(c) to facilitate maximum participation of private financial institutions and investors in financing these enterprises ;

(d) to supplement the existing facilities of banks and other private financial institutions by providing for the establishment of privately owned national investment companies ;

(e) to help independent small enterprises compete effectively and thereby contribute positively to restraining growth of monopoly and concentration of economic power;

(f) to improve the efficiency and competitive strength of these enterprises by making available more adequate technical and managerial aids; and

(g) to improve the coordination of Federal financing aids to these enterprises with private financing facilities, with other Federal aids to business, and with over-all credit and economic policies.

TITLE I-INSURANCE OF LOANS FOR SMALL BUSINESS

AUTHORITY TO INSURE

SEC. 101. The Secretary of Commerce (hereafter referred to in this Act as the Secretary) is authorized upon such terms and conditions as he may prescribe to insure such financial institutions as the Secretary finds to be qualified by experience or facilities and approves as eligible for credit insurance against loss of principal and interest which they may sustain as a result of loans made by them to small-business enterprises.

OVER-ALL LIMIT OF INSURANCE

SEC. 102. The aggregate principal amount of loans with respect to which insurance may be granted under this title shall not exceed $250,000,000 outstanding at any one time: Provided, That on or after July 1, 1951, the President may increase this limit to not more than $750,000,000.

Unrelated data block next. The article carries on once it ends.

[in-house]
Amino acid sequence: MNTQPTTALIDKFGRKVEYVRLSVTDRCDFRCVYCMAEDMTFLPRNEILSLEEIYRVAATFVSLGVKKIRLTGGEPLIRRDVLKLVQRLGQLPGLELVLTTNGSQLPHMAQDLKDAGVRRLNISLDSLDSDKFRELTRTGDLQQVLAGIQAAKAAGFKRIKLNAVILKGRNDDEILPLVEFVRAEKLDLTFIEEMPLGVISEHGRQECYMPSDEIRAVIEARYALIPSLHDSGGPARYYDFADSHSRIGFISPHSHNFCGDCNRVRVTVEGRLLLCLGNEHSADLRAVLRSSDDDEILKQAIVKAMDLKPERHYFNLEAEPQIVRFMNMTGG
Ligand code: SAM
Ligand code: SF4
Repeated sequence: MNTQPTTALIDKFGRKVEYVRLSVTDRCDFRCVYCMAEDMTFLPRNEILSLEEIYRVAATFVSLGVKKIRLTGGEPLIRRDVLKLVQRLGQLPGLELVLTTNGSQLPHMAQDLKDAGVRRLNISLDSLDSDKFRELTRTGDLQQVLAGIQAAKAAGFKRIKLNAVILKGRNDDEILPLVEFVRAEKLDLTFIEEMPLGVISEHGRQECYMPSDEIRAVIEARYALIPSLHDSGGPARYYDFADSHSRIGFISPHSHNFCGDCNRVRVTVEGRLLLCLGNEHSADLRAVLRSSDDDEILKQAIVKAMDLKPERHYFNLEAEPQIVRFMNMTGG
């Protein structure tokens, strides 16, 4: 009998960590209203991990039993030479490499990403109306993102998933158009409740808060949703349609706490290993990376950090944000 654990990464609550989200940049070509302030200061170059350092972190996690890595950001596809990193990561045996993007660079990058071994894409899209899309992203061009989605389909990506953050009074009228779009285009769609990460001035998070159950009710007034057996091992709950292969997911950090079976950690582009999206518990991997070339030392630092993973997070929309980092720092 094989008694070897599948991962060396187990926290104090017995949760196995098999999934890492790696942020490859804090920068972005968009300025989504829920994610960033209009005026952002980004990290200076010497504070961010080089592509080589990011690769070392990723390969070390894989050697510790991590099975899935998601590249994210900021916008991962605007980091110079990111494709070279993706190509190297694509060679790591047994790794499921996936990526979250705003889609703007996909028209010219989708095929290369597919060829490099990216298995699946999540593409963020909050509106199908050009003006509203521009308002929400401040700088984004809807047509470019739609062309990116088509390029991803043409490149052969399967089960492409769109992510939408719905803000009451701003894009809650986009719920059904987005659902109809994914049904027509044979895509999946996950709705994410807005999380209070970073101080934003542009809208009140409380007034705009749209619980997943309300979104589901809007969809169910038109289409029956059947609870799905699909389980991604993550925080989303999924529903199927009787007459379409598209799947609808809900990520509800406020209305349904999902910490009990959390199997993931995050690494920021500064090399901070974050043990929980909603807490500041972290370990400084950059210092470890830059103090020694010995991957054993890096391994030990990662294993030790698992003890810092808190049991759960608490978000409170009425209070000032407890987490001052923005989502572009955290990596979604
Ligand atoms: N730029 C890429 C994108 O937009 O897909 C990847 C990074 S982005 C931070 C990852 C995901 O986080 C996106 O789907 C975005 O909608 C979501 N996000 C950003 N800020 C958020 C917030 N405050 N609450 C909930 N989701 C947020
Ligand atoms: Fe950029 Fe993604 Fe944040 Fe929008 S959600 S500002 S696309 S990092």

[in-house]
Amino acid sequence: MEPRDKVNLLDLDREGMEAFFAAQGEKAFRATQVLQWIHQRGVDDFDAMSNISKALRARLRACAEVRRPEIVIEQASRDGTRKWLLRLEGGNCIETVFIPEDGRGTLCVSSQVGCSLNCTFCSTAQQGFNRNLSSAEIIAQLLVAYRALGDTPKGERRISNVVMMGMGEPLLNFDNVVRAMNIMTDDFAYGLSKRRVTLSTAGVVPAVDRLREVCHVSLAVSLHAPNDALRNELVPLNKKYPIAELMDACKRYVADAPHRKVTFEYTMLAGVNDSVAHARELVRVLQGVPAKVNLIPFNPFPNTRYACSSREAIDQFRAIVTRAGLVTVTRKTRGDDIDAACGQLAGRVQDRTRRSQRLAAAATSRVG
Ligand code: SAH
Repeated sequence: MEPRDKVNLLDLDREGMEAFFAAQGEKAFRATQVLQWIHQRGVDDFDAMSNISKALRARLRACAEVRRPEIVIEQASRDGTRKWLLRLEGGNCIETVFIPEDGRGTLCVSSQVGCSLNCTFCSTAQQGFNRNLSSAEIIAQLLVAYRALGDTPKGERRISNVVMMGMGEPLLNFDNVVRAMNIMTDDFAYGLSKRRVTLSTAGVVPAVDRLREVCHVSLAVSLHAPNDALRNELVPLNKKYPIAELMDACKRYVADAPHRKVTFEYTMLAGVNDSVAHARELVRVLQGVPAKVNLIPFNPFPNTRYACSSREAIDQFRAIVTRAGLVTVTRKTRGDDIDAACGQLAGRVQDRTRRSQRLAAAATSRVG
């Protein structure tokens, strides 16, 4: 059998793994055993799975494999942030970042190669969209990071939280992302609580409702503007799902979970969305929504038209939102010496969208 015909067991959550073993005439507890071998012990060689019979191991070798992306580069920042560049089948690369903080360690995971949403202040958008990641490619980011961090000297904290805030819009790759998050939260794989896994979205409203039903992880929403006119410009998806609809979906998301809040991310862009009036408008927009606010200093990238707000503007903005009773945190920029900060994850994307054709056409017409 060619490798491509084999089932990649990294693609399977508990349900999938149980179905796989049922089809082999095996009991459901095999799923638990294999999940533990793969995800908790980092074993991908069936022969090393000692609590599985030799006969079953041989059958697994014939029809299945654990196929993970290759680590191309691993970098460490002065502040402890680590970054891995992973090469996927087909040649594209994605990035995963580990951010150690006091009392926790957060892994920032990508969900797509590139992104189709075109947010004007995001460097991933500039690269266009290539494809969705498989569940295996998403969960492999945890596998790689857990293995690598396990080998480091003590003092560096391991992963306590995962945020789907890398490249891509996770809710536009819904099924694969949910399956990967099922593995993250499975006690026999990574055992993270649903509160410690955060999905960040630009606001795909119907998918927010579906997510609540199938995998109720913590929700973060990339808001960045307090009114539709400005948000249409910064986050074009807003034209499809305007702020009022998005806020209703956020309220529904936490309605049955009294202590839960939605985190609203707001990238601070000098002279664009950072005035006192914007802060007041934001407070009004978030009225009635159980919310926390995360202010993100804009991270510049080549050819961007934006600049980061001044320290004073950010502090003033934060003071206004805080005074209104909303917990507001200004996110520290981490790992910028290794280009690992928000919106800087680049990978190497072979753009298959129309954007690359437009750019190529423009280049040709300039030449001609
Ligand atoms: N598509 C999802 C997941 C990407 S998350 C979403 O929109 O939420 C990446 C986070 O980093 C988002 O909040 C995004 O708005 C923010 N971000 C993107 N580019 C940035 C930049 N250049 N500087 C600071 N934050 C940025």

SCOPE OF INSURANCE AND INSURANCE RESERVE SEC. 103. The insurance granted under this title shall provide for the reimbursement of losses

(a) not in excess of 90 per centum of the unpaid balance of any loan, including the net interest accrued at the time of default; and

(b) not in excess of the insurance reserve of the insured institution according to the records of the Secretary at the date the claim for reim

bursement of loss is approved for payment. The insurance reserve of each institution shall be initially computed as 10 per centum of the total amount of loans on which premiums have been paid and shall be diminished by the amount of claims approved for payment. The insurance reserve, if any, to the credit of any financial institution may, from time to time, be further diminished, but only pursuant to the contract of insurance between the Secretary and such insured institution.

MAXIMUM PREMIUM CHARGE